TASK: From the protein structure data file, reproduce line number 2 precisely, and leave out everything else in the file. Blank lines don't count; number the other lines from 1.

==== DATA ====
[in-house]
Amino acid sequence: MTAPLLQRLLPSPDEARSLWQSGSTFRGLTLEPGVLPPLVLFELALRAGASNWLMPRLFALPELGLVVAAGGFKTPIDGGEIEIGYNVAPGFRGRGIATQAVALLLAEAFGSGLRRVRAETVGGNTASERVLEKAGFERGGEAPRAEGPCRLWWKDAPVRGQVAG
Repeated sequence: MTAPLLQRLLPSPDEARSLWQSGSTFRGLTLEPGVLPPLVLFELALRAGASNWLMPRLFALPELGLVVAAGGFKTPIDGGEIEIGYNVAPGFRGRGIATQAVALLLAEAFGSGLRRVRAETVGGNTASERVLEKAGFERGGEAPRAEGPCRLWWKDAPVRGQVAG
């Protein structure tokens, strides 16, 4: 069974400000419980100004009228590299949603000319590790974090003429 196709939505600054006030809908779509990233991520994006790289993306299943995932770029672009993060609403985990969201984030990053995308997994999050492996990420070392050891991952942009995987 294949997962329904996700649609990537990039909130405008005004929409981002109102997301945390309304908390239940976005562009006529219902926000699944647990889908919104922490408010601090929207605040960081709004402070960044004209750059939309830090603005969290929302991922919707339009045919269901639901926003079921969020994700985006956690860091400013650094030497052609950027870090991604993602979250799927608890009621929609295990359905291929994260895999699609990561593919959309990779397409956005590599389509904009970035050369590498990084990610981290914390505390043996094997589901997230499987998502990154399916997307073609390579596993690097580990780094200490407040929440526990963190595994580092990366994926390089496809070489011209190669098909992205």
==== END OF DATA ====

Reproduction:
Amino acid sequence: MTAPLLQRLLPSPDEARSLWQSGSTFRGLTLEPGVLPPLVLFELALRAGASNWLMPRLFALPELGLVVAAGGFKTPIDGGEIEIGYNVAPGFRGRGIATQAVALLLAEAFGSGLRRVRAETVGGNTASERVLEKAGFERGGEAPRAEGPCRLWWKDAPVRGQVAG